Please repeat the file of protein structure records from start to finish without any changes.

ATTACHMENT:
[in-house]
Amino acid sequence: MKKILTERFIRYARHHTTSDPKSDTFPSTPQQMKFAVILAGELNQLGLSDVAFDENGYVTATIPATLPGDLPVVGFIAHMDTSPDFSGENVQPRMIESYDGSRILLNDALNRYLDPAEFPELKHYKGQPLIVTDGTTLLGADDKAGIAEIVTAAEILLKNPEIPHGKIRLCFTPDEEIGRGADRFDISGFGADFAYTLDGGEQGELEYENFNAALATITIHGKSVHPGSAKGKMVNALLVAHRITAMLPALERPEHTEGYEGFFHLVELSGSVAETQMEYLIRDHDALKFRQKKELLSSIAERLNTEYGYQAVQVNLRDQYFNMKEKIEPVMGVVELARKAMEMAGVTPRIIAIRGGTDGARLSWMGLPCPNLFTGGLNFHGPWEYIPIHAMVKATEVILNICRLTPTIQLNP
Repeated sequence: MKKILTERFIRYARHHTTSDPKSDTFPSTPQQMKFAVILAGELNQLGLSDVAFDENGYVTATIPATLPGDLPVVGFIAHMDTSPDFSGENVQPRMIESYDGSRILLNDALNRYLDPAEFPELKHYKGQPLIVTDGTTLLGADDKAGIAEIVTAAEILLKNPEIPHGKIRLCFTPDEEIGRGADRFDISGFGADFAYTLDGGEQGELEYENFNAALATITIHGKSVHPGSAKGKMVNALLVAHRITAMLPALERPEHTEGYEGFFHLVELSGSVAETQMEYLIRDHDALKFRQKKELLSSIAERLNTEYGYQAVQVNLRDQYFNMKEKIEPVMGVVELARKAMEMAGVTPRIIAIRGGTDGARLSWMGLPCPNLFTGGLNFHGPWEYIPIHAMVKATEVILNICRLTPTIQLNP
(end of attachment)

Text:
[in-house]
Amino acid sequence: MKKILTERFIRYARHHTTSDPKSDTFPSTPQQMKFAVILAGELNQLGLSDVAFDENGYVTATIPATLPGDLPVVGFIAHMDTSPDFSGENVQPRMIESYDGSRILLNDALNRYLDPAEFPELKHYKGQPLIVTDGTTLLGADDKAGIAEIVTAAEILLKNPEIPHGKIRLCFTPDEEIGRGADRFDISGFGADFAYTLDGGEQGELEYENFNAALATITIHGKSVHPGSAKGKMVNALLVAHRITAMLPALERPEHTEGYEGFFHLVELSGSVAETQMEYLIRDHDALKFRQKKELLSSIAERLNTEYGYQAVQVNLRDQYFNMKEKIEPVMGVVELARKAMEMAGVTPRIIAIRGGTDGARLSWMGLPCPNLFTGGLNFHGPWEYIPIHAMVKATEVILNICRLTPTIQLNP
Repeated sequence: MKKILTERFIRYARHHTTSDPKSDTFPSTPQQMKFAVILAGELNQLGLSDVAFDENGYVTATIPATLPGDLPVVGFIAHMDTSPDFSGENVQPRMIESYDGSRILLNDALNRYLDPAEFPELKHYKGQPLIVTDGTTLLGADDKAGIAEIVTAAEILLKNPEIPHGKIRLCFTPDEEIGRGADRFDISGFGADFAYTLDGGEQGELEYENFNAALATITIHGKSVHPGSAKGKMVNALLVAHRITAMLPALERPEHTEGYEGFFHLVELSGSVAETQMEYLIRDHDALKFRQKKELLSSIAERLNTEYGYQAVQVNLRDQYFNMKEKIEPVMGVVELARKAMEMAGVTPRIIAIRGGTDGARLSWMGLPCPNLFTGGLNFHGPWEYIPIHAMVKATEVILNICRLTPTIQLNP